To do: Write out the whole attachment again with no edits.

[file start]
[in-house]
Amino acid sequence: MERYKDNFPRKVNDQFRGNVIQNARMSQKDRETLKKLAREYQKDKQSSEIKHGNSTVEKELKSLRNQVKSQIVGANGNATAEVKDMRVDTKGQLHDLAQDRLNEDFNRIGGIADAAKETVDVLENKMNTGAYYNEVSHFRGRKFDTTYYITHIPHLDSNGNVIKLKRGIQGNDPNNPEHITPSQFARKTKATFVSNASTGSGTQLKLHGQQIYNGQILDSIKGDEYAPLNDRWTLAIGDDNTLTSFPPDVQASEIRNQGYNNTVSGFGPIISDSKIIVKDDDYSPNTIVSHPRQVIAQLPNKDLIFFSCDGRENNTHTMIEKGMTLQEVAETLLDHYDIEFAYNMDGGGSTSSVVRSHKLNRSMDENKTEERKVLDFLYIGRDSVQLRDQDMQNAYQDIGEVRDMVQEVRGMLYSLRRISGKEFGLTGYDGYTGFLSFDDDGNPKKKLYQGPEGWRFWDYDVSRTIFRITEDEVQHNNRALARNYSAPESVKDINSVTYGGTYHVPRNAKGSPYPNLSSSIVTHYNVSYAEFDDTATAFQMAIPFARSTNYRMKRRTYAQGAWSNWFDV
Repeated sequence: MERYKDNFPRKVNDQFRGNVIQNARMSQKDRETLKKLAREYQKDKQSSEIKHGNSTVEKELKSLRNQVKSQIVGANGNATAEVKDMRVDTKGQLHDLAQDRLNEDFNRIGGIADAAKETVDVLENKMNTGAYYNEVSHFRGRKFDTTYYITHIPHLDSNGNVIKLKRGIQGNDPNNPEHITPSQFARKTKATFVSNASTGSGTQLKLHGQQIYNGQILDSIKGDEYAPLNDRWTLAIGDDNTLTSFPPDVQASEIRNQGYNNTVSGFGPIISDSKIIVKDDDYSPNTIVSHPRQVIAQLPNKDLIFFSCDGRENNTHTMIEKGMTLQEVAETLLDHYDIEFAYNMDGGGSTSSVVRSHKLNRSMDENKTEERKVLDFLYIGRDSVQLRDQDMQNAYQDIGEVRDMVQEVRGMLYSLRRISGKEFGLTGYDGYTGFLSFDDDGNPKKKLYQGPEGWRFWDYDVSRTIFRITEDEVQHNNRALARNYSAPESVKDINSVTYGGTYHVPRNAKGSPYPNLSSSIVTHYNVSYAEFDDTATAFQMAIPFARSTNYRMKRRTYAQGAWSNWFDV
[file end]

[in-house]
Amino acid sequence: MERYKDNFPRKVNDQFRGNVIQNARMSQKDRETLKKLAREYQKDKQSSEIKHGNSTVEKELKSLRNQVKSQIVGANGNATAEVKDMRVDTKGQLHDLAQDRLNEDFNRIGGIADAAKETVDVLENKMNTGAYYNEVSHFRGRKFDTTYYITHIPHLDSNGNVIKLKRGIQGNDPNNPEHITPSQFARKTKATFVSNASTGSGTQLKLHGQQIYNGQILDSIKGDEYAPLNDRWTLAIGDDNTLTSFPPDVQASEIRNQGYNNTVSGFGPIISDSKIIVKDDDYSPNTIVSHPRQVIAQLPNKDLIFFSCDGRENNTHTMIEKGMTLQEVAETLLDHYDIEFAYNMDGGGSTSSVVRSHKLNRSMDENKTEERKVLDFLYIGRDSVQLRDQDMQNAYQDIGEVRDMVQEVRGMLYSLRRISGKEFGLTGYDGYTGFLSFDDDGNPKKKLYQGPEGWRFWDYDVSRTIFRITEDEVQHNNRALARNYSAPESVKDINSVTYGGTYHVPRNAKGSPYPNLSSSIVTHYNVSYAEFDDTATAFQMAIPFARSTNYRMKRRTYAQGAWSNWFDV
Repeated sequence: MERYKDNFPRKVNDQFRGNVIQNARMSQKDRETLKKLAREYQKDKQSSEIKHGNSTVEKELKSLRNQVKSQIVGANGNATAEVKDMRVDTKGQLHDLAQDRLNEDFNRIGGIADAAKETVDVLENKMNTGAYYNEVSHFRGRKFDTTYYITHIPHLDSNGNVIKLKRGIQGNDPNNPEHITPSQFARKTKATFVSNASTGSGTQLKLHGQQIYNGQILDSIKGDEYAPLNDRWTLAIGDDNTLTSFPPDVQASEIRNQGYNNTVSGFGPIISDSKIIVKDDDYSPNTIVSHPRQVIAQLPNKDLIFFSCDGRENNTHTMIEKGMTLQEVAETLLDHYDIEFAYNMDGGGSTSSVVRSHKLNRSMDENKTEERKVLDFLYIGRDSVQLRDQDMQNAYQDIGEVRDMVQEVRGMLYSLRRISGKEFGLTGYDGYTGFLSFDDDGNPKKKLYQGPEGWRFWDYDVSRTIFRITEDEVQHNNRALARNYSAPESVKDINSVTYGGTYHVPRNAKGSPYPNLSSSIVTHYNVSYAEFDDTATAFQMAIPFARSTNYRMKRRTYAQGAWSNWFDV